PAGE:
As the novel coronavirus continues to wreak havoc on our health and, indeed, on our way of life, researchers are scrambling to find a solution. As a result, we’re learning a great deal about the science behind this menace. But we are also learning a great deal about its social consequences. And those demographic findings indicate that within this disease lurks another, deeper disease.
The cumulative data clearly show the disproportionately devastating impact of this virus on the African-American community. According to governmental statistics culled by The COVID Tracking Project at The Atlantic magazine, Black Americans are more than twice as likely as whites to contract the virus and 2.5 times more likely to die from it. This is not a marginal difference; it is truly double trouble.
Naturally, our most immediate concern is for the lives lost, for the bodies ravaged, and for the holes torn in the fabric of families and communities. But we cannot ignore the pattern in these color-coded outcomes. Nor should we suppose that there is no cause behind this effect.
We know some of the proximate causes that make African Americans more vulnerable to this disease. These include an enormous wealth gap, the type of work in which Black people are more likely to engage, the location and density of Black populations, and their more limited access to health care. Note, however, that these conditions are not mere accidents of history. Something or somebody caused these causes.
It’s tempting to lay the blame on slavery and Jim Crow and other forms of historic discrimination—that is, on evils committed by previous generations. But while that history helps to explain how our racial hierarchy arose, it doesn’t explain why it endures well into the 21st century—much less why we’re not trying very hard to get rid of it. Could it be that there’s something about this asymmetrical arrangement that actually suits those of us who are members of the white majority?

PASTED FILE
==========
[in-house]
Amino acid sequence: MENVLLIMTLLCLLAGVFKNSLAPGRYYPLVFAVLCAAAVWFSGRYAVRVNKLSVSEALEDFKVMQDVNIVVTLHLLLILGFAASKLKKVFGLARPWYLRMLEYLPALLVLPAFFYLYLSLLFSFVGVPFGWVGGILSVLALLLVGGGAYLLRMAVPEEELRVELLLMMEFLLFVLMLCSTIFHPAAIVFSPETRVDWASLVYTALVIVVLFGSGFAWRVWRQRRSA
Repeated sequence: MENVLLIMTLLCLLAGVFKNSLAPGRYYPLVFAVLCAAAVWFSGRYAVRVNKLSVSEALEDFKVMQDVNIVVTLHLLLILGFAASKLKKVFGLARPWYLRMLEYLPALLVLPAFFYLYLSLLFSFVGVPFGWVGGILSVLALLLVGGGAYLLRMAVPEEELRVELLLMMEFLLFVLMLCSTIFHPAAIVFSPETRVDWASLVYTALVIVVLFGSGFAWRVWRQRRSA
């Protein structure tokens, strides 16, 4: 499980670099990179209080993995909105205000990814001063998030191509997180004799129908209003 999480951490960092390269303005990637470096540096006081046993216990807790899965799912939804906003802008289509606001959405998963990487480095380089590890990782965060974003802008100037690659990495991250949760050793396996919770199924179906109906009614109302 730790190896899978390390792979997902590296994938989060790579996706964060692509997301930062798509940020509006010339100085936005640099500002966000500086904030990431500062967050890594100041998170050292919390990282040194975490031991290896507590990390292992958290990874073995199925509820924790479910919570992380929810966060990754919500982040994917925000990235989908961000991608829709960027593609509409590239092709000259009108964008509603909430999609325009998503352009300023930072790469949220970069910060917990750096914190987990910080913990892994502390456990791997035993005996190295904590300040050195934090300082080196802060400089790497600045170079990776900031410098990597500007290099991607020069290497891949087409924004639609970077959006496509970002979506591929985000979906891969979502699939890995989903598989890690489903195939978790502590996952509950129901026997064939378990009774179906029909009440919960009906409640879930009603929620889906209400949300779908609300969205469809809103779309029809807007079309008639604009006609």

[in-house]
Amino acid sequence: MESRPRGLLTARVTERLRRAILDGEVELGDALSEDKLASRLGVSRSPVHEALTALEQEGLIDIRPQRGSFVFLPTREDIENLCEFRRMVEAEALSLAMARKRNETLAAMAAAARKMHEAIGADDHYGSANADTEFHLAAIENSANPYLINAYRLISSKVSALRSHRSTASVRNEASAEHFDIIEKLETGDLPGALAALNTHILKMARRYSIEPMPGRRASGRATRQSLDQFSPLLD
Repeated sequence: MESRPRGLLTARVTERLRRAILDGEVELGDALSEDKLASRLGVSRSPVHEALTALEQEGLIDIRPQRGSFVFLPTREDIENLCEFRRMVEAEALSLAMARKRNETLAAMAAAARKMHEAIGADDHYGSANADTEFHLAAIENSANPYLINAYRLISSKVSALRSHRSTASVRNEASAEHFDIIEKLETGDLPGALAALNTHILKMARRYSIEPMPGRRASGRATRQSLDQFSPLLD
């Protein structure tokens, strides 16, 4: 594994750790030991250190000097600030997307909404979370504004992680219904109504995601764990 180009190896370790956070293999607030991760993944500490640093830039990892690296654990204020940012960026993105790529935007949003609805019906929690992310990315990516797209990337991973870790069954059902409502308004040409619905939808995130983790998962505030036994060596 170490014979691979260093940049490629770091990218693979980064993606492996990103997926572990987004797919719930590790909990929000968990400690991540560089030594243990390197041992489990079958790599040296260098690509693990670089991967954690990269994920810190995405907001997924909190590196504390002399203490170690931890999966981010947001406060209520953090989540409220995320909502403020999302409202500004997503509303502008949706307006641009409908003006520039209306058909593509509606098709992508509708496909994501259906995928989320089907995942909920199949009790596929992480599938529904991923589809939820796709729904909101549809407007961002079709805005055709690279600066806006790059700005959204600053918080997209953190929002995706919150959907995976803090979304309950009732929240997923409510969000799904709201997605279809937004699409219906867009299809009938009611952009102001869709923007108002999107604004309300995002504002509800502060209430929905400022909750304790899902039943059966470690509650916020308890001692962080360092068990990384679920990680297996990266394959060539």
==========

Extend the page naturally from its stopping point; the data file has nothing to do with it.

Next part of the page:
Well, certain material benefits do undoubtedly accrue to those at the top of a racialized social pyramid. It turns out, however, that we also have a significant psycho-spiritual incentive to protect our status. This incentive arises from a moral flaw embedded deep within white identity. I call it racial haughtiness, a condescending attitude that reflexively organizes the world around it to conform to its superior pretensions.
Of course, this current crop of white Americans did not create our racial hierarchy. But an undeniable moral solidarity binds us to our forebears. For the same haughtiness that incited them to perpetrate a racialized social structure even now incites us to perpetuate it. And the caretakers of injustice cannot escape its stench.
Not only do we have a disease within a disease; this inner disease is itself multidimensional. At first glance, the disparate impact of this COVID crisis between Black people and white people looks like a public health problem. But that’s just the tip of the iceberg. Because that public health problem arises out of a social equity problem. Dig a little deeper, and you discover that the social equity problem is ultimately a moral problem.
Of the two diseases, the inner variety is actually far more insidious. It has been with us as long as we have been us, and throughout the history of this country racial haughtiness has produced far more suffering and death than the coronavirus ever could.
It’s tempting to think that once we get past this current crisis—once we defeat the disease—then perhaps we can double back to these deeper issues. But moral accounting, particularly our own, never draws a crowd. As soon as we don’t have to think about this matter, we won’t.
So, why not take some small portion of the time we spend in endless prattling about the disease and dedicate it to an honest discussion about its inner dimension? If we can ever overcome this disease within a disease, we will be not only a healthier nation but a better one.